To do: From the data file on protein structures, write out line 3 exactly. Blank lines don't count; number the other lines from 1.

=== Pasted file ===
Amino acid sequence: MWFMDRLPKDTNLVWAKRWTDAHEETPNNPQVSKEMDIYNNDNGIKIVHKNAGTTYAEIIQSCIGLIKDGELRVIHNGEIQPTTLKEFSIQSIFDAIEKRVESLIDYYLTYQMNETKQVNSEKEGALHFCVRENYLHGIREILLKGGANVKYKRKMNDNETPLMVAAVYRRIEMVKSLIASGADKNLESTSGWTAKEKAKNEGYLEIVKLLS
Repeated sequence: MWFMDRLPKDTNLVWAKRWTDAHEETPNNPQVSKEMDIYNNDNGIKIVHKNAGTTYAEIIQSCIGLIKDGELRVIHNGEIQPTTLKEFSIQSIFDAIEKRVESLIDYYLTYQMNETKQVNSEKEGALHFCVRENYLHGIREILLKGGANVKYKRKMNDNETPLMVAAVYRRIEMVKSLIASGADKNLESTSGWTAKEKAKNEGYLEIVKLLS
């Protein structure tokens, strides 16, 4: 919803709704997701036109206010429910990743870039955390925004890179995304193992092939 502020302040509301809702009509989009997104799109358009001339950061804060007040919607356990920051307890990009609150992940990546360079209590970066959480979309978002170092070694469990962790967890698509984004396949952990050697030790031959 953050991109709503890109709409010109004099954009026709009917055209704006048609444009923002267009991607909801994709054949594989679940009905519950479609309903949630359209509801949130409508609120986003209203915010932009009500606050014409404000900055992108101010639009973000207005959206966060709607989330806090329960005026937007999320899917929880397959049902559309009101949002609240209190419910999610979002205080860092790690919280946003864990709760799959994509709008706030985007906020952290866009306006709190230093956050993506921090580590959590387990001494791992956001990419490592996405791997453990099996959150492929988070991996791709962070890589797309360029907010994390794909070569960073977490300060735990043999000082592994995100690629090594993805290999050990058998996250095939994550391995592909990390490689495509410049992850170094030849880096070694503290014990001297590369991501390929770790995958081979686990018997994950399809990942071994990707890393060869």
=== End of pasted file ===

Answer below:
């Protein structure tokens, strides 16, 4: 919803709704997701036109206010429910990743870039955390925004890179995304193992092939 502020302040509301809702009509989009997104799109358009001339950061804060007040919607356990920051307890990009609150992940990546360079209590970066959480979309978002170092070694469990962790967890698509984004396949952990050697030790031959 953050991109709503890109709409010109004099954009026709009917055209704006048609444009923002267009991607909801994709054949594989679940009905519950479609309903949630359209509801949130409508609120986003209203915010932009009500606050014409404000900055992108101010639009973000207005959206966060709607989330806090329960005026937007999320899917929880397959049902559309009101949002609240209190419910999610979002205080860092790690919280946003864990709760799959994509709008706030985007906020952290866009306006709190230093956050993506921090580590959590387990001494791992956001990419490592996405791997453990099996959150492929988070991996791709962070890589797309360029907010994390794909070569960073977490300060735990043999000082592994995100690629090594993805290999050990058998996250095939994550391995592909990390490689495509410049992850170094030849880096070694503290014990001297590369991501390929770790995958081979686990018997994950399809990942071994990707890393060869």